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Neon Tommy - Annenberg digital news

Senate Immigration Bill Emphasizes Border Security

Matt Pressberg |
April 10, 2013 | 7:50 p.m. PDT

Executive Producer

The proposed legislation would beef up security along the U.S.-Mexico border. (Allen Ormond/Flickr)
The proposed legislation would beef up security along the U.S.-Mexico border. (Allen Ormond/Flickr)
A bipartisan group in the United States Senate is close to an agreement on a comprehensive immigration bill that would require significant improvements to border security in order to clear a path to citizenship for immigrants currently without legal authorization to reside in the country.

The bill expands the Department of Homeland Security, requiring it to establish effective surveillance over 100 percent of the U.S.-Mexico border and to stop 90 percent of illegal border crossings in certain hot spots, according to two unnamed government aides with knowledge of the plan. As the Washington Post reports:

“Under the terms of the proposal, DHS would submit a plan to reach the new milestones within nine months of the immigration legislation becoming law. The bill authorizes $3 billion to help the agency deploy new surveillance technology, including aerial drones for treacherous border regions, and build new fencing.

Another $4 billion would go toward expanding a workplace screening system known as E-Verify and setting up a border entry-exit tracking system to identify foreigners who have overstayed their visas, Senate aides said.”

Once DHS has presented its plan, the government could begin to grant provisional legal status to some of the 11 million unauthorized immigrants living and working in the U.S. This would be the necessary first step on a path to citizenship, which could arrive no earlier than 13 years from the bill’s passage for current residents without legal status, according to Reuters.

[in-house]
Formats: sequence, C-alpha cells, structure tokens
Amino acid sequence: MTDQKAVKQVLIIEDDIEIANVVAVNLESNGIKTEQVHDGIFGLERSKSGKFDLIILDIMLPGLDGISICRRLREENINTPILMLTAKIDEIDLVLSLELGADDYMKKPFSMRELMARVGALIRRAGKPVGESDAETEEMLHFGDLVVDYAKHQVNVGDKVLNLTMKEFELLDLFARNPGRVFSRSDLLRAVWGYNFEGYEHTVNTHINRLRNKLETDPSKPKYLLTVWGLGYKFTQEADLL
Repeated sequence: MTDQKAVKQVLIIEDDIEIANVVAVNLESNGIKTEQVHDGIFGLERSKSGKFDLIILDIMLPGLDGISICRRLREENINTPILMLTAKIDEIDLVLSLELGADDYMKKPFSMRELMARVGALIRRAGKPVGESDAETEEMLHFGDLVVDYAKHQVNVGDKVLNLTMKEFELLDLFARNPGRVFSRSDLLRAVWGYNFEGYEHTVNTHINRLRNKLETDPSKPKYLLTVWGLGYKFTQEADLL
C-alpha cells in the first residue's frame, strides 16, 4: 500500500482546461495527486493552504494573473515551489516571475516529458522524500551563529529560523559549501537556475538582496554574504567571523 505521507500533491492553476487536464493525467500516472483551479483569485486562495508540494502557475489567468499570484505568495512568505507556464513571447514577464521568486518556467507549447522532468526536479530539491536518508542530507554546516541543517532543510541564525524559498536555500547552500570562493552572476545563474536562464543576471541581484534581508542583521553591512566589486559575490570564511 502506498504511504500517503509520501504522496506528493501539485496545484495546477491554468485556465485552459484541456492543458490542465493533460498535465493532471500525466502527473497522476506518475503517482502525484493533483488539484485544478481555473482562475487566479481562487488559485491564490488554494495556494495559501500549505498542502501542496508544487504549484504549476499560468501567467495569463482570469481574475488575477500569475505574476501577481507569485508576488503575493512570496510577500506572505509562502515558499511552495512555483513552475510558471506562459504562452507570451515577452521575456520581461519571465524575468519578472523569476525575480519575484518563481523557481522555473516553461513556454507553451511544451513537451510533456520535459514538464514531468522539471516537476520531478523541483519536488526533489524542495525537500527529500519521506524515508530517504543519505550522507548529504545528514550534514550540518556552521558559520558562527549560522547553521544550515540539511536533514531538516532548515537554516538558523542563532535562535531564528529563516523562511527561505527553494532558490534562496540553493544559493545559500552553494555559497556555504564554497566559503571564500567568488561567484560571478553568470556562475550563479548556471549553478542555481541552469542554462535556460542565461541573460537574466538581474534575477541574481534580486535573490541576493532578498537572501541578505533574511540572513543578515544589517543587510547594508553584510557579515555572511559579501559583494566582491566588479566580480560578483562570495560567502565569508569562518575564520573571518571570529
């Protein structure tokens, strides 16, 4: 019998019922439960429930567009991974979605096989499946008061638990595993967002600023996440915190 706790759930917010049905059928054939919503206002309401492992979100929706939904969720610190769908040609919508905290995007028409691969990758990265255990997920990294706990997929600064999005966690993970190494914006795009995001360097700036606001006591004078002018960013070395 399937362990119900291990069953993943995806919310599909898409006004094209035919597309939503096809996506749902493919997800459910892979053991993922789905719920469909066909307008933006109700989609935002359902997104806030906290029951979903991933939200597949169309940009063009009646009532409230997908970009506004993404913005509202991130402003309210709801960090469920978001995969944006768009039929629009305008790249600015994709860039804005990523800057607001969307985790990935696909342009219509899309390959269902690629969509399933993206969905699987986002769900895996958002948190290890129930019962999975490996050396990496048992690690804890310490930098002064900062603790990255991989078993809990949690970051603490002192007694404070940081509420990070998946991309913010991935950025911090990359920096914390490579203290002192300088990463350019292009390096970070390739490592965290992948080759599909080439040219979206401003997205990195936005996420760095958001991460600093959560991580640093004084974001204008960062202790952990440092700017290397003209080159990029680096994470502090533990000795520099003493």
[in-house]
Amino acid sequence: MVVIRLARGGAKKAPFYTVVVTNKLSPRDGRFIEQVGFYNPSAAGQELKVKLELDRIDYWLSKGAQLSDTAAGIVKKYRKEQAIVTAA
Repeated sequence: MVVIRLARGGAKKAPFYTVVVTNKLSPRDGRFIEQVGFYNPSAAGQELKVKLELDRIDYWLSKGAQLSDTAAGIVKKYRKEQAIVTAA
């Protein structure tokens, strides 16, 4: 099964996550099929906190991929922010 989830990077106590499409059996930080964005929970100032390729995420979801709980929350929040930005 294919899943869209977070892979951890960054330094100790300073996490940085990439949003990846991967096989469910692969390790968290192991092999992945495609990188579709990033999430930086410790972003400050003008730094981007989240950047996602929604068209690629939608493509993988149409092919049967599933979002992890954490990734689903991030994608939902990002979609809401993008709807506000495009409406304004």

Tying immigration status to border security is intended to appeal to law-and-order Republican legislators, but this proposal, which includes a significant expansion of the federal government and the security state, might be controversial to the deficit and liberty hawk wings of the party. This huge investment in enhancing the security of the southwestern border of the United States also comes one year after Pew Research found that net migration from Mexico had fallen to zero, which was largely attributed to high unemployment in many of those border states.

However, having emerged after drawn-out talks among of a group of eight Senators, half Republicans, including Florida Sen. Marco Rubio, the son of Cuban immigrants, the bill is expected to move to the next step on the road to potentially becoming law. Sen. Chuck Schumer (D-N.Y.), a member of the bipartisan committee, hopes the bill can be debated by the full Senate in late May.

Read more of Neon Tommy’s coverage of immigration here.

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